ST. PAUL -- As the on-ice portion of the Wild's Development Camp commenced at TRIA Rink at Treasure Island Center on Tuesday morning, nestled in with the young faces and new names was a familiar veteran hand.
Fresh off a stellar 10-year NHL career that spanned five teams and more than 600 games -- not to mention 301 more contests in the minor leagues -- Hendricks announced his retirement as a player on Tuesday, the same day he hopped on the ice in his new role as the Wild's Assistant Director of Player Development.
Hendricks' new job will cover a number of areas within the Wild organization, but job No. 1 will be to help the organization's younger players grow both on and off the ice.
"That's where I think it kind of becomes a seamless transition," Hendricks said. "This is where I've been, in my career, the past three years. These players are going to be little bit younger on average, they're not going to have quite the superstars you have at the NHL level. But there are going to be some great prospects that I get to work with."
Wild coach Bruce Boudreau was thrilled with the addition of Hendricks to the organization. Boudreau coached Hendricks in Hershey at the American Hockey League level, with the Washington Capitals and again for two-thirds of last season, before Hendricks was traded from Minnesota to Winnipeg at the trade deadline.
The Jets thought so much of Hendricks' leadership qualities that they flipped a seventh-round pick to the Wild in 2020 and played Hendricks in just four games down the stretch.
No matter which team he was with as a player, Hendricks had the ability to walk into a dressing room and immediately command respect.
"That's why we got him, that's why Edmonton got him and why Winnipeg wanted him," Boudreau said. "He may not have had the skill to keep it going like he did when I had him at 22, 23, 25 and all the way up. But his in-room presence is incredibly good and his willingness to work with young players in tremendous. I see no reason why he shouldn't excel at this job."
Hendricks' time in a Wild sweater was short -- just 22 games and about five months -- but one of the many lasting memories was his willingness to take young players under his wing.
Whether it was staying after practice with Nick Seeler to work on his fighting skills or staying in touch with Jordan Greenway -- something he did even after he left to play in Winnipeg -- Hendricks was secure enough in his place on the team to impart as much wisdom as he could.
While the notion of a veteran player showing a younger player the ropes seems commonplace, it isn't always that easy ... not in a salary-cap era where teams are often trying to get younger, faster and cheaper.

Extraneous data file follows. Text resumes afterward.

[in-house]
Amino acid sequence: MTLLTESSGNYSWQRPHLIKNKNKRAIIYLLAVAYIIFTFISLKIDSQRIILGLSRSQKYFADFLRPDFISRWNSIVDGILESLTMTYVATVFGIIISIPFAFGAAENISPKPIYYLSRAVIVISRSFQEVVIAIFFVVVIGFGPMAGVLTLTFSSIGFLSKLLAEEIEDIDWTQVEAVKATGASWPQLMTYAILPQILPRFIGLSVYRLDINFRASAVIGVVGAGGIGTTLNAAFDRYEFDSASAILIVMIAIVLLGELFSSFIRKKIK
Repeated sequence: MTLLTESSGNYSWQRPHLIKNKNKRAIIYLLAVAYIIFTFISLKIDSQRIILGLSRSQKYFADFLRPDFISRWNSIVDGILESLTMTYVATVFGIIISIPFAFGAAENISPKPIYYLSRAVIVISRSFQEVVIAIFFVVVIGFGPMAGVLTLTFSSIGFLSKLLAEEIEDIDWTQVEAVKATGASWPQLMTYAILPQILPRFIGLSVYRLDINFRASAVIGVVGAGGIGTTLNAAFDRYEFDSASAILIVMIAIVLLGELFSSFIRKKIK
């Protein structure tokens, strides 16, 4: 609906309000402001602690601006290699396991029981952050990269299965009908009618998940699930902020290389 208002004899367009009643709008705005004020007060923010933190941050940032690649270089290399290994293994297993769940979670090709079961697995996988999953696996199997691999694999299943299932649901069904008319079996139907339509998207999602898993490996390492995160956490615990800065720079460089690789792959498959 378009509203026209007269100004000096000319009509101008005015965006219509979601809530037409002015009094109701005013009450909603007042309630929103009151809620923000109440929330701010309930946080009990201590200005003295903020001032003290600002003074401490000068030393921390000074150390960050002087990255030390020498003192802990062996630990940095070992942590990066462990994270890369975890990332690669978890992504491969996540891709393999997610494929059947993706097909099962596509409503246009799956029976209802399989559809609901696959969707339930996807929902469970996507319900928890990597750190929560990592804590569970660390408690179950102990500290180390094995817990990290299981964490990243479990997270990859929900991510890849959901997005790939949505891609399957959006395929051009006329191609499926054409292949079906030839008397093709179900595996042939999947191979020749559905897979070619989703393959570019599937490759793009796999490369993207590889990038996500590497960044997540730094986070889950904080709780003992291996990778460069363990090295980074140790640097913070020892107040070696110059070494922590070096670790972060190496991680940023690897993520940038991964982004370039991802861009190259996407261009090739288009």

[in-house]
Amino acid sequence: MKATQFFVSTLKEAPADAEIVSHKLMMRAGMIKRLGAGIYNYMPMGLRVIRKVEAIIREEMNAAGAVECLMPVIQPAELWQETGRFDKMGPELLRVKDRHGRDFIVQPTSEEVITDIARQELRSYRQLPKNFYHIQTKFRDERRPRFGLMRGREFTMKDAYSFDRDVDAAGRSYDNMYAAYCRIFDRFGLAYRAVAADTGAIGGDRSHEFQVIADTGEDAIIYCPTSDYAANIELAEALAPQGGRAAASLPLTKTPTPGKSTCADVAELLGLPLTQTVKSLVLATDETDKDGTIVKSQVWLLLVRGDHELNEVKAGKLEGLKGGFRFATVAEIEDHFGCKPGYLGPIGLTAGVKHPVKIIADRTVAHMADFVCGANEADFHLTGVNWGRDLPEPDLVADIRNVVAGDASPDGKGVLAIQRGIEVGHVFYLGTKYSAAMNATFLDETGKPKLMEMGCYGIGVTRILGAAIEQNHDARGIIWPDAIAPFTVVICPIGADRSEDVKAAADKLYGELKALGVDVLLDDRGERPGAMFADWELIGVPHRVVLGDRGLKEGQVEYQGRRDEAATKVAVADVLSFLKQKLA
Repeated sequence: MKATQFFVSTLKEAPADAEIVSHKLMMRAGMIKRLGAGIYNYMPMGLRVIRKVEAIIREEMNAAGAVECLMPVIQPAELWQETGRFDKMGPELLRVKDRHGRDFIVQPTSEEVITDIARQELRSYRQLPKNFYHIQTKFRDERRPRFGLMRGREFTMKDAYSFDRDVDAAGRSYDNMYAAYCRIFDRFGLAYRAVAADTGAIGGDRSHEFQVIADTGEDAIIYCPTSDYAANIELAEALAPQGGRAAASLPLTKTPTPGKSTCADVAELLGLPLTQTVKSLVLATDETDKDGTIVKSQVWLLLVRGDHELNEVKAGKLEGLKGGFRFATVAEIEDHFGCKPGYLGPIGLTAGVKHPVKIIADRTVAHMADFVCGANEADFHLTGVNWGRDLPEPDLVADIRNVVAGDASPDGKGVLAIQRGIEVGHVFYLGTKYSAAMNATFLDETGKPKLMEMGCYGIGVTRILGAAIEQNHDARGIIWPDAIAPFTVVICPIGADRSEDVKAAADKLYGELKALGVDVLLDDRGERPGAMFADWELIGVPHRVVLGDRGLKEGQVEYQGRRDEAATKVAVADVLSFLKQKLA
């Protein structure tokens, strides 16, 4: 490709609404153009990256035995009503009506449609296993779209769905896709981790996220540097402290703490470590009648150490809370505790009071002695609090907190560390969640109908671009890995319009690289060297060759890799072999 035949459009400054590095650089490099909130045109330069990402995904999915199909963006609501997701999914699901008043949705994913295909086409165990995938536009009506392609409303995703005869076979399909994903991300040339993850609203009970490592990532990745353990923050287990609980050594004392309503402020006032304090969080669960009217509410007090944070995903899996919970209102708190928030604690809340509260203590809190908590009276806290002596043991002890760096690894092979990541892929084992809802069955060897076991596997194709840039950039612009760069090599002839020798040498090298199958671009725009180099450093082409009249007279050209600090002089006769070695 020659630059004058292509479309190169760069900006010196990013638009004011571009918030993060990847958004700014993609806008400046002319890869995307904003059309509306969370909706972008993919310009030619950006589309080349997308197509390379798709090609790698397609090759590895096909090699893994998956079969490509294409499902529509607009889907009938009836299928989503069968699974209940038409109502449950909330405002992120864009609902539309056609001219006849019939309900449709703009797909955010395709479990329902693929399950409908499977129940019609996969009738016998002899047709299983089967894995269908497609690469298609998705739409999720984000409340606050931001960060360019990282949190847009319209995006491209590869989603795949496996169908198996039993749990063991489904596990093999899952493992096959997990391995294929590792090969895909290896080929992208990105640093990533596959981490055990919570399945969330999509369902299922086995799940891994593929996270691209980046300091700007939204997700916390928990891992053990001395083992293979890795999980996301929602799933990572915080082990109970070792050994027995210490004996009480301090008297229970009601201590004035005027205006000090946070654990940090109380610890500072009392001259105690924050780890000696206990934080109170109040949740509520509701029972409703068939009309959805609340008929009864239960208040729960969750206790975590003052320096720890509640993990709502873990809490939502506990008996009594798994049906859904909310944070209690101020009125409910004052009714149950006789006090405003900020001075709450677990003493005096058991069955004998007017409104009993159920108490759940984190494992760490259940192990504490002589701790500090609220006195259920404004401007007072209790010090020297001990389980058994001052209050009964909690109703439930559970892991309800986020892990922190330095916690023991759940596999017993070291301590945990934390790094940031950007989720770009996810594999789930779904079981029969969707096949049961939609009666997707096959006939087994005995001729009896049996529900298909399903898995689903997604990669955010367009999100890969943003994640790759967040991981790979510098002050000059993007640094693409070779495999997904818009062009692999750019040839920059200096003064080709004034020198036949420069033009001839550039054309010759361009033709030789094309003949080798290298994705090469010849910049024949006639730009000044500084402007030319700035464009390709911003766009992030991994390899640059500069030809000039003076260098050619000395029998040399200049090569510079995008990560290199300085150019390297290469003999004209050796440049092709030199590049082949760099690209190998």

Despite all that, Hendricks was able to carve out a terrific career on the ice, one that will dovetail nicely with an increased presence around the house.
His son, Gunnar, will be a second-grader this fall and will be a third-year mite this winter, offering Hendricks an opportunity he's rarely had: to be a regular old hockey dad.
"When you start getting more excited to watch him play than actually doing whatever you do at the rink, I think that's kind of telling you something as well," Hendricks said.
Working hand-in-hand with Wild Director of Player Development Brad Bombardir, Hendricks will have the opportunity to be a pseudo-hockey dad at the rink as well.
The youngest player at this week's camp, 17-year-old Nikita Nesterenko, is young enough to be Hendricks' son. So were the other six players here who the Wild drafted over the weekend.
It's possible not all of their paths will end with a lengthy NHL career, but Hendricks feels he certainly knows the path to the world's best league isn't an easy one.
"It wasn't until I was almost 28 that I got my first [NHL] game," Hendricks said. "I know what it's like to play in the minor leagues and have the dream and the aspirations of playing in the NHL. I think that will help these young guys."
Where the road leads after this for Hendricks is currently unknown. Could he coach? Or is a front office job more his direction? That will all come in time.
Boudreau has his opinion, however.
"I think, in the end, he'll be a full-time coach," Boudreau said. "This is a great first step. His communication skills and the way he handles young players is great and I think both him and [Brad Bombardir] are very similar. Our young players are in great hands."
For now, not having to worry about a hellish grind just to prepare for another season is appealing. Swapping out mornings in the cold tub with time in the boat catching fish seems like a solid trade-off. Getting the opportunity to spend more time with his wife, Kim, Gunnar and his daughter, Lennon will be a welcome change for a guy who has spent much of their lives away from home.
And he's still gonna be around the game that he loves.
"You get to a point in your career where it starts trickling into your mind, 'What's next? What about when this great game all comes to an end?'" Hendricks said. "For me, it's been the last couple of seasons wondering what my next step would be. My on-ice performance wasn't where I wanted it to be and wasn't where organizations wanted it to be.
"I wanted to stay in the game I love so much. It's very exciting to be able to do this in my home state and be close to my family."
Wild names Hendricks Assistant Director of Player Development